Web developers can revolutionize the way they approach testing and deployment in React Native projects by using Jest, a powerful JavaScript testing framework, and GitLab CI/CD’s automation tool.

In this guide, you’ll find step-by-step instructions to help you initialize a React Native project, set up Jest and React Native Testing Library, and automate tests with Jest in GitLab CI/CD.

Getting Started with React Native

Step 1: Install React Native CLI

If you haven't already, install the React Native CLI globally:

npm install -g react-native-cli

Step 2: Create a New React Native Project

Create a new React Native project with the following command:

npx react-native init MyAwesomeApp

Replace "MyAwesomeApp" with the desired name of your project.

Step 3: Navigate to the Project Directory

cd MyAwesomeApp

Step 4: Run the App on an Emulator or Device

Open a new terminal window and run your app on an emulator or device.

For iOS:

npn run ios

For Android:

npm run android

Congratulations! You've successfully initialized a new React Native project.

An Introduction to Jest & its Benefits

In a moment I’m going to show you how to get started with Jest in React Native. But first, here’s why Jest is our tool of choice:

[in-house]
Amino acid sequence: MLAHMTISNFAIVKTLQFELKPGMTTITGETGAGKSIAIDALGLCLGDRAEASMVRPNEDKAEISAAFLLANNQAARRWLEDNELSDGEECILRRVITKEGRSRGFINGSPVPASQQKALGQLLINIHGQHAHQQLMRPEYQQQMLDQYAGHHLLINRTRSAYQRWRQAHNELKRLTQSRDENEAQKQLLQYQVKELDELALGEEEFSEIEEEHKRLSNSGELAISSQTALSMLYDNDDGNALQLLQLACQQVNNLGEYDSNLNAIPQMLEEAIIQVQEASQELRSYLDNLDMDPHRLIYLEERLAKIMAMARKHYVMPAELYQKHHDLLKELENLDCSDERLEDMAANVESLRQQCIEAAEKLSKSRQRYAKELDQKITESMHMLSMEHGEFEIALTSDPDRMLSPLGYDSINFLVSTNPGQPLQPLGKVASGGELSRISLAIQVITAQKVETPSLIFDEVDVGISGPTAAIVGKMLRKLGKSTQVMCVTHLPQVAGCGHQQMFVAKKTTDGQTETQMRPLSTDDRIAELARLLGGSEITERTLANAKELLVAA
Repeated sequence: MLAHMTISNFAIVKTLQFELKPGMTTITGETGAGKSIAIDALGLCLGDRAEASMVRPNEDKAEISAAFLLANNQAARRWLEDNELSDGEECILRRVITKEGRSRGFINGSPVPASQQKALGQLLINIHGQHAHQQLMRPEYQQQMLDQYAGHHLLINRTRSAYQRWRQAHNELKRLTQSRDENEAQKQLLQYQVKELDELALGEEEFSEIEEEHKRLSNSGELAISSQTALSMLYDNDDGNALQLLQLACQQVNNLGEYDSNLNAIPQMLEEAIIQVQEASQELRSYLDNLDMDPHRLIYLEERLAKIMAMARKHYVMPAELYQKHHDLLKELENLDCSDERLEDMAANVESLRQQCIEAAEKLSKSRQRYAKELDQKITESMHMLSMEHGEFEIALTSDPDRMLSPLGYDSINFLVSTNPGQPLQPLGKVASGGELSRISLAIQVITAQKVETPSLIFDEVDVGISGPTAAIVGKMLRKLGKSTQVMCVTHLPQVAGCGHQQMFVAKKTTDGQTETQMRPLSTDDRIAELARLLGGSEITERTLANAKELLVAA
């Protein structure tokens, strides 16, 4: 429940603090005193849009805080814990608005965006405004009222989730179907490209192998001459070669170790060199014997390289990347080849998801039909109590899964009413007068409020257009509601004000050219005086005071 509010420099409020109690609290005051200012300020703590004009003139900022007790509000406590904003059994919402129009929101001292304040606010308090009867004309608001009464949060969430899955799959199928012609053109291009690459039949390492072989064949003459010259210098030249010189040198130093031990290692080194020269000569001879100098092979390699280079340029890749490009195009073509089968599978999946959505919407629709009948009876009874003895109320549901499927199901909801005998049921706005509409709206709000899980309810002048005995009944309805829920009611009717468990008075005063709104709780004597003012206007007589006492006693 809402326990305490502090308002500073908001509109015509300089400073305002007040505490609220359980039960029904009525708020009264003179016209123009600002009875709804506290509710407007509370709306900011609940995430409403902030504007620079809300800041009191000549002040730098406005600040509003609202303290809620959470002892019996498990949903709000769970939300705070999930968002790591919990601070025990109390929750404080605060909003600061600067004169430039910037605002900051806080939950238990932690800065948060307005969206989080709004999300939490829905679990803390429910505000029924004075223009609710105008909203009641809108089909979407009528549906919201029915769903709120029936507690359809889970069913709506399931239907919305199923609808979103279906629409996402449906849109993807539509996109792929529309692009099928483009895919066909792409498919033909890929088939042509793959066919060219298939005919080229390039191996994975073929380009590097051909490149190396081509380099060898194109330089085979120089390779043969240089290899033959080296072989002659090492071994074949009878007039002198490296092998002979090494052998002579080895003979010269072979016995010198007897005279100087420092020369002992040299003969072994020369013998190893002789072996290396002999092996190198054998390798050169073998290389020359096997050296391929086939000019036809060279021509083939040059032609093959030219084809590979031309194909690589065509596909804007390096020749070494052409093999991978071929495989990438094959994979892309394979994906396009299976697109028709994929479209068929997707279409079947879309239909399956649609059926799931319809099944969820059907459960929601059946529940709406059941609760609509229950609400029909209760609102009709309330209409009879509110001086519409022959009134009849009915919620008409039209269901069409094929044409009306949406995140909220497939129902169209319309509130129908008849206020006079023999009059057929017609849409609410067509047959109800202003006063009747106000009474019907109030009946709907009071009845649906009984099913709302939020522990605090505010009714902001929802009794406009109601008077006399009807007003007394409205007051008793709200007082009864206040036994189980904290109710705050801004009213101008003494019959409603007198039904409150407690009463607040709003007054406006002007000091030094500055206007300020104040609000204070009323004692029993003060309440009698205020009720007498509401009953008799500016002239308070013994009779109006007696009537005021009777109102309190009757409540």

• Fast and efficient. Jest is known for its speed and efficiency. It can significantly shorten the time it takes to run your test suite, thanks to its intelligent test runner and parallel test execution capabilities. This is particularly crucial in large-scale applications where quick feedback on the health of your codebase is essential.
  • Snapshot testing. Jest introduces the concept of snapshot testing, allowing you to capture the output of a component and compare it to a previously saved snapshot. This ensures that UI components remain consistent over time, preventing unintended changes that could lead to bugs.
  • Mocking and spying. Jest simplifies the process of mocking dependencies and spying on function calls. This is especially useful when dealing with external APIs, databases, or other complex dependencies. By isolating components during testing, you can identify and fix issues more effectively.
  • Built-in code coverage. Jest comes with built-in code coverage reports, allowing you to assess the extent of your test coverage. This feature helps you identify areas of your codebase that may need additional testing. It also ensures that your tests are effectively exercising your application.

Getting Started with Jest in React Native

Jest is usually installed by default when running npxreact-nativeinit. But if it isn’t installed yet, here’s how to do it:

Step 1: Install Jest and Required Packages

npm install --save-dev jest react-test-renderer @babel/preset-env @babel/preset-react

Step 2: Configure Babel